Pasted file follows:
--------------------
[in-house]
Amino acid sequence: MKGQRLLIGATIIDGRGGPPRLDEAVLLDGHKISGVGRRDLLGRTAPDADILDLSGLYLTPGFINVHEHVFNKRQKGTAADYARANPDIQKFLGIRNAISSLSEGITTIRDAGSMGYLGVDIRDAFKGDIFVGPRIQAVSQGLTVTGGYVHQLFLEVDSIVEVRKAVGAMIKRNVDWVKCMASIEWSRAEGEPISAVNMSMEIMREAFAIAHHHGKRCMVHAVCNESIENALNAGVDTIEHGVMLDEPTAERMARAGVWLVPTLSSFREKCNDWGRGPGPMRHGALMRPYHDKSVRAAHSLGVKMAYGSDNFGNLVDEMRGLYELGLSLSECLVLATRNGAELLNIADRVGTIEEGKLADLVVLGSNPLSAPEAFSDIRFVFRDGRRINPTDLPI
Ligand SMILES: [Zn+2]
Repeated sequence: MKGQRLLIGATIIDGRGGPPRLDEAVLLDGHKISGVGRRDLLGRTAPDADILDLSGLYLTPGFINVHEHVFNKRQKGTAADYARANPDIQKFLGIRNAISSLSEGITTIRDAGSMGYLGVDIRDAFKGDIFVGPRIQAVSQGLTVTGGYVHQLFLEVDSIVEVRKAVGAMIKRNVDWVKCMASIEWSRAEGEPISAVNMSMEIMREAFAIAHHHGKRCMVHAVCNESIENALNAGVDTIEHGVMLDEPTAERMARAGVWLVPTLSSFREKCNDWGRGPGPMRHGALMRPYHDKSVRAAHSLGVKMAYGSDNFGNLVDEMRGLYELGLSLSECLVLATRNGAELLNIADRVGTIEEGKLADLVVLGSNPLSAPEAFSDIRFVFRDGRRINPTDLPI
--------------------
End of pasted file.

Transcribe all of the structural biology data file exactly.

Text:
[in-house]
Amino acid sequence: MKGQRLLIGATIIDGRGGPPRLDEAVLLDGHKISGVGRRDLLGRTAPDADILDLSGLYLTPGFINVHEHVFNKRQKGTAADYARANPDIQKFLGIRNAISSLSEGITTIRDAGSMGYLGVDIRDAFKGDIFVGPRIQAVSQGLTVTGGYVHQLFLEVDSIVEVRKAVGAMIKRNVDWVKCMASIEWSRAEGEPISAVNMSMEIMREAFAIAHHHGKRCMVHAVCNESIENALNAGVDTIEHGVMLDEPTAERMARAGVWLVPTLSSFREKCNDWGRGPGPMRHGALMRPYHDKSVRAAHSLGVKMAYGSDNFGNLVDEMRGLYELGLSLSECLVLATRNGAELLNIADRVGTIEEGKLADLVVLGSNPLSAPEAFSDIRFVFRDGRRINPTDLPI
Ligand SMILES: [Zn+2]
Repeated sequence: MKGQRLLIGATIIDGRGGPPRLDEAVLLDGHKISGVGRRDLLGRTAPDADILDLSGLYLTPGFINVHEHVFNKRQKGTAADYARANPDIQKFLGIRNAISSLSEGITTIRDAGSMGYLGVDIRDAFKGDIFVGPRIQAVSQGLTVTGGYVHQLFLEVDSIVEVRKAVGAMIKRNVDWVKCMASIEWSRAEGEPISAVNMSMEIMREAFAIAHHHGKRCMVHAVCNESIENALNAGVDTIEHGVMLDEPTAERMARAGVWLVPTLSSFREKCNDWGRGPGPMRHGALMRPYHDKSVRAAHSLGVKMAYGSDNFGNLVDEMRGLYELGLSLSECLVLATRNGAELLNIADRVGTIEEGKLADLVVLGSNPLSAPEAFSDIRFVFRDGRRINPTDLPI